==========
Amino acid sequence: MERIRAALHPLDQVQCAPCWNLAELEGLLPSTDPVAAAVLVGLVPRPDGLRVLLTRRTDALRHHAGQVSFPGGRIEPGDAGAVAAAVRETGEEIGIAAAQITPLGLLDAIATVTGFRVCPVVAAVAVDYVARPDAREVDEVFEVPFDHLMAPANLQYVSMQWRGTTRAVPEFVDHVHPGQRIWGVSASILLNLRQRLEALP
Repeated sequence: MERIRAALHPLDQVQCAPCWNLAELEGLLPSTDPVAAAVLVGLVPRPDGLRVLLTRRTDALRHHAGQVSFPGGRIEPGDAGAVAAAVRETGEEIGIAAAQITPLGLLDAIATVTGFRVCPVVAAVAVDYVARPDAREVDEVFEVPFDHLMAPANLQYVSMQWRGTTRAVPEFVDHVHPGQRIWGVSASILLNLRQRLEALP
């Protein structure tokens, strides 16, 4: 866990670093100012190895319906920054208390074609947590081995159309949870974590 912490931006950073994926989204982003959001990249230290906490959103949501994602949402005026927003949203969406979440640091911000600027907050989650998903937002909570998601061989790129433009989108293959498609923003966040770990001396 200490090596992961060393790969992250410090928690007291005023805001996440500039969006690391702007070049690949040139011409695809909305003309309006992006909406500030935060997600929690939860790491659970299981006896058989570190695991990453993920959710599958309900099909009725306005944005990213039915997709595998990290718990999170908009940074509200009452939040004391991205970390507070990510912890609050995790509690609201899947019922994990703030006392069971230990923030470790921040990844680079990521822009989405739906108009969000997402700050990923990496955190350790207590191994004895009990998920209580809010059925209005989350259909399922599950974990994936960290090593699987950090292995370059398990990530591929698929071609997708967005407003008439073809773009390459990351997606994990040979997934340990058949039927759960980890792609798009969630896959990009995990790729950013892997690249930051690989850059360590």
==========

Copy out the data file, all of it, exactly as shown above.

Amino acid sequence: MERIRAALHPLDQVQCAPCWNLAELEGLLPSTDPVAAAVLVGLVPRPDGLRVLLTRRTDALRHHAGQVSFPGGRIEPGDAGAVAAAVRETGEEIGIAAAQITPLGLLDAIATVTGFRVCPVVAAVAVDYVARPDAREVDEVFEVPFDHLMAPANLQYVSMQWRGTTRAVPEFVDHVHPGQRIWGVSASILLNLRQRLEALP
Repeated sequence: MERIRAALHPLDQVQCAPCWNLAELEGLLPSTDPVAAAVLVGLVPRPDGLRVLLTRRTDALRHHAGQVSFPGGRIEPGDAGAVAAAVRETGEEIGIAAAQITPLGLLDAIATVTGFRVCPVVAAVAVDYVARPDAREVDEVFEVPFDHLMAPANLQYVSMQWRGTTRAVPEFVDHVHPGQRIWGVSASILLNLRQRLEALP
């Protein structure tokens, strides 16, 4: 866990670093100012190895319906920054208390074609947590081995159309949870974590 912490931006950073994926989204982003959001990249230290906490959103949501994602949402005026927003949203969406979440640091911000600027907050989650998903937002909570998601061989790129433009989108293959498609923003966040770990001396 200490090596992961060393790969992250410090928690007291005023805001996440500039969006690391702007070049690949040139011409695809909305003309309006992006909406500030935060997600929690939860790491659970299981006896058989570190695991990453993920959710599958309900099909009725306005944005990213039915997709595998990290718990999170908009940074509200009452939040004391991205970390507070990510912890609050995790509690609201899947019922994990703030006392069971230990923030470790921040990844680079990521822009989405739906108009969000997402700050990923990496955190350790207590191994004895009990998920209580809010059925209005989350259909399922599950974990994936960290090593699987950090292995370059398990990530591929698929071609997708967005407003008439073809773009390459990351997606994990040979997934340990058949039927759960980890792609798009969630896959990009995990790729950013892997690249930051690989850059360590």